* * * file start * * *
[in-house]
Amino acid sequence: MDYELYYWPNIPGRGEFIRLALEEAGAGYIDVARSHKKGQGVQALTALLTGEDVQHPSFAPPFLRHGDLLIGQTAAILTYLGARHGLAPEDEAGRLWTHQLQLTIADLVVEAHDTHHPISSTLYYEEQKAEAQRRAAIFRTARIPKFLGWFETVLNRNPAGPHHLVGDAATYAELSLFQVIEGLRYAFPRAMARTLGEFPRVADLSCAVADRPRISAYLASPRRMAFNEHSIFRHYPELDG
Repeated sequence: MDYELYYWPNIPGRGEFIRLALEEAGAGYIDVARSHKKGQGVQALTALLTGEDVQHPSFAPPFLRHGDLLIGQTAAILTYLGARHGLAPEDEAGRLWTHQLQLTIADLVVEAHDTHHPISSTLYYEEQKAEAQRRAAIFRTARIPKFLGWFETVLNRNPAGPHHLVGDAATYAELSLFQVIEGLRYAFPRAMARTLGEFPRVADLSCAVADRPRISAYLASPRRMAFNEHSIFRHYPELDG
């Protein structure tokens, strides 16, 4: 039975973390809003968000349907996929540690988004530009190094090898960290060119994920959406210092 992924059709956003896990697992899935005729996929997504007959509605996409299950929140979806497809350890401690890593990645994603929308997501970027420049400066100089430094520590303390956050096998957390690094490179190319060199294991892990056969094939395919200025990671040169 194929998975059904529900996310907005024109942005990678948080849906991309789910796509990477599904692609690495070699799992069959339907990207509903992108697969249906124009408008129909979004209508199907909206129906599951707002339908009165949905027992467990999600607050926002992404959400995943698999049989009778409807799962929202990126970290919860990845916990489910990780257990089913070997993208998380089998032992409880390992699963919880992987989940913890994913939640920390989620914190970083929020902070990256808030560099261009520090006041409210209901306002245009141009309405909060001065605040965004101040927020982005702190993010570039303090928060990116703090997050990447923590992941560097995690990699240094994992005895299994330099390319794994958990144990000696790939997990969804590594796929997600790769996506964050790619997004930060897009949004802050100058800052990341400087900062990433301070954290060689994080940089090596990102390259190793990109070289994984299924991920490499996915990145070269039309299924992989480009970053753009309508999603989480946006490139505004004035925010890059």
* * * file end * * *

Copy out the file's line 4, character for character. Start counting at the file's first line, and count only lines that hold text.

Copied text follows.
């Protein structure tokens, strides 16, 4: 039975973390809003968000349907996929540690988004530009190094090898960290060119994920959406210092 992924059709956003896990697992899935005729996929997504007959509605996409299950929140979806497809350890401690890593990645994603929308997501970027420049400066100089430094520590303390956050096998957390690094490179190319060199294991892990056969094939395919200025990671040169 194929998975059904529900996310907005024109942005990678948080849906991309789910796509990477599904692609690495070699799992069959339907990207509903992108697969249906124009408008129909979004209508199907909206129906599951707002339908009165949905027992467990999600607050926002992404959400995943698999049989009778409807799962929202990126970290919860990845916990489910990780257990089913070997993208998380089998032992409880390992699963919880992987989940913890994913939640920390989620914190970083929020902070990256808030560099261009520090006041409210209901306002245009141009309405909060001065605040965004101040927020982005702190993010570039303090928060990116703090997050990447923590992941560097995690990699240094994992005895299994330099390319794994958990144990000696790939997990969804590594796929997600790769996506964050790619997004930060897009949004802050100058800052990341400087900062990433301070954290060689994080940089090596990102390259190793990109070289994984299924991920490499996915990145070269039309299924992989480009970053753009309508999603989480946006490139505004004035925010890059």